Wednesday, November 2, 2005

Guinea: Baptism service violently attacked

Religious Liberty Prayer Bulletin - No. 351 - Wed 02 Nov 2005

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GUINEA: BAPTISM SERVICE VIOLENTLY ATTACKED
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Nzerekore is located in the Forest Region of southeastern Guinea, close to where the borders of Liberia, Ivory Coast and Guinea meet. The region is awash with bored ex-soldiers, illegal weapons and illegal immigrants. The wider region, especially neighbouring Ivory Coast, is simmering with ethnic and religious tensions. Guinea is 85.4 percent Muslim, 9.7 percent African Traditional Religion (ATR), and 4.7 percent Christian. After decades of Marxist, pro-
Islamic persecution of the Church, there is now religious freedom in Guinea. The Guinean Church has embraced mission and in the past decade indigenous workers have begun witnessing cross-culturally to previously unreached people groups. The Guinean Church is growing. But in recent years, as Islam has radicalised worldwide, the Christian minority in Guinea have found themselves increasingly on the painful end of a revived Islamic intolerance.

On Wednesday 19 October, a baptism ceremony in Nzerekore was attacked by Muslims complaining about the music from the service disturbing their prayers at a nearby mosque. Ten people were injured, two seriously, and several houses were sacked. The Muslims rioted again on the Friday evening and razed a local video store. Elite soldiers had to be deployed to restore calm. Several guns were confiscated and a curfew was imposed. Over the weekend some 100 people were arrested, with 56 still detained.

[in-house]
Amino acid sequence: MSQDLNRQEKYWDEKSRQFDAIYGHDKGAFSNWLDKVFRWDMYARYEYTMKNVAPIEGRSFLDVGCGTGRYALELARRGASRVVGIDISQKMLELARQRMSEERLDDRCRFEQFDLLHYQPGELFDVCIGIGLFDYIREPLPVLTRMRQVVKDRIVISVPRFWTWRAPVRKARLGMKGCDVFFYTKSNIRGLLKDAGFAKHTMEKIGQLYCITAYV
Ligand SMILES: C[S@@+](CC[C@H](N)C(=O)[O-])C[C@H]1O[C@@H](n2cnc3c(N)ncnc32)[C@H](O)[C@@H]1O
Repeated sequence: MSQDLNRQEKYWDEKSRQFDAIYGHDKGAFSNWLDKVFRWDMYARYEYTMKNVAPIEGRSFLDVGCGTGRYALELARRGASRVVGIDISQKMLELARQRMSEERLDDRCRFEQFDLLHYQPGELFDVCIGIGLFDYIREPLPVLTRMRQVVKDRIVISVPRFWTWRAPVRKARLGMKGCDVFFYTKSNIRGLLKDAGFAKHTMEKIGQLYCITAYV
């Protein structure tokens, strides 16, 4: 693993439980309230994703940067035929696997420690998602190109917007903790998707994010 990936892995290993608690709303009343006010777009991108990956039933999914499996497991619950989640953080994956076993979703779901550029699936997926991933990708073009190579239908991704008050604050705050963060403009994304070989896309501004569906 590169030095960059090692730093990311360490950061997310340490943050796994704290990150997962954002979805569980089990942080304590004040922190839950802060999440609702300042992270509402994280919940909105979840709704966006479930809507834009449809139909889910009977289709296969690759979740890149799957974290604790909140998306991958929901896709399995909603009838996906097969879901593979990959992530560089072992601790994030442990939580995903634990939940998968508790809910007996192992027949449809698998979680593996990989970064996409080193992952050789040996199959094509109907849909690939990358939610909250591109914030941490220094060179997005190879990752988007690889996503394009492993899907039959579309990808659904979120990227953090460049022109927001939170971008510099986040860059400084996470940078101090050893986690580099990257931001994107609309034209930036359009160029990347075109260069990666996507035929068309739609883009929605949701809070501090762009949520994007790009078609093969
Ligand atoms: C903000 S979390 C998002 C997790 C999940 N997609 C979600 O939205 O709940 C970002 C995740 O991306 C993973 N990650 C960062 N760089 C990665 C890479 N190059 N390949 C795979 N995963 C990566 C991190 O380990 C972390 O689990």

The Christians belong to the Guerze ethnic group which has a long history in the Forest Region of southeastern Guinea. Most Guerze practise Christianity or ATR. The Muslims are Konianke, a sub- group of the strongly Muslim Mandingo (or Malinki) people. The Konianke migrated south from northern Guinea during the late nineteenth century when Guinea was under French rule. There has been ethnic tension ever since, as the tribes compete for land and resources. Religious tension, stemming from ethnic tension, has escalated further as Islam has radicalised and revived its historic intolerance. The ethnic-religious tension has grown to crisis levels since the end of the Liberian War in August 2003, when many hundreds of Liberian Konianke rebels fled into southeastern Guinea, blending there with the thousands of Liberian refugees and protected by their fellow Konianke.

Ethnic-religious violence erupted in Nzerekore on 16 June 2004 when a Guerze youth on a motorcycle accidentally ran into a crowd leaving a mosque. Of the 238 people arrested, 234 were Konianke and 90 percent were Liberian. Two people died in that clash, but the toll would have been much higher had the Guinean security forces not moved so quickly to quell the fighting. The most recent incident - Muslims attacking a baptism ceremony because they could hear church music - has all the hallmarks of intolerant Muslims wanting to establish dominance and even reject religious liberty.

PLEASE PRAY SPECIFICALLY THAT:

* God will protect, comfort and preserve the minority Christians of Guinea, especially those in the southeast Forest Region amidst volatile tensions and erupting violence; may he renew their strength and bless their witness, for his glory and Kingdom.

* Christ, supreme over all powers and authorities and sovereign over all creation, will bring a spirit of peace to Nzerekore, severing the spiritual shackles of those bound to darkness while light is in their midst. 'So if the Son sets you free, you will be free indeed.' (John 8:36 NIV)

* pastors, evangelists and all believers will have great spiritual understanding to respond with wisdom and grace to the escalating Muslim presence, dominance and intolerance.

* the government and authorities will continue to protect the security of Christians and uphold justice and religious liberty in Guinea, and especially that God will use President Conte to do his will; may God open his heart to receive the gospel.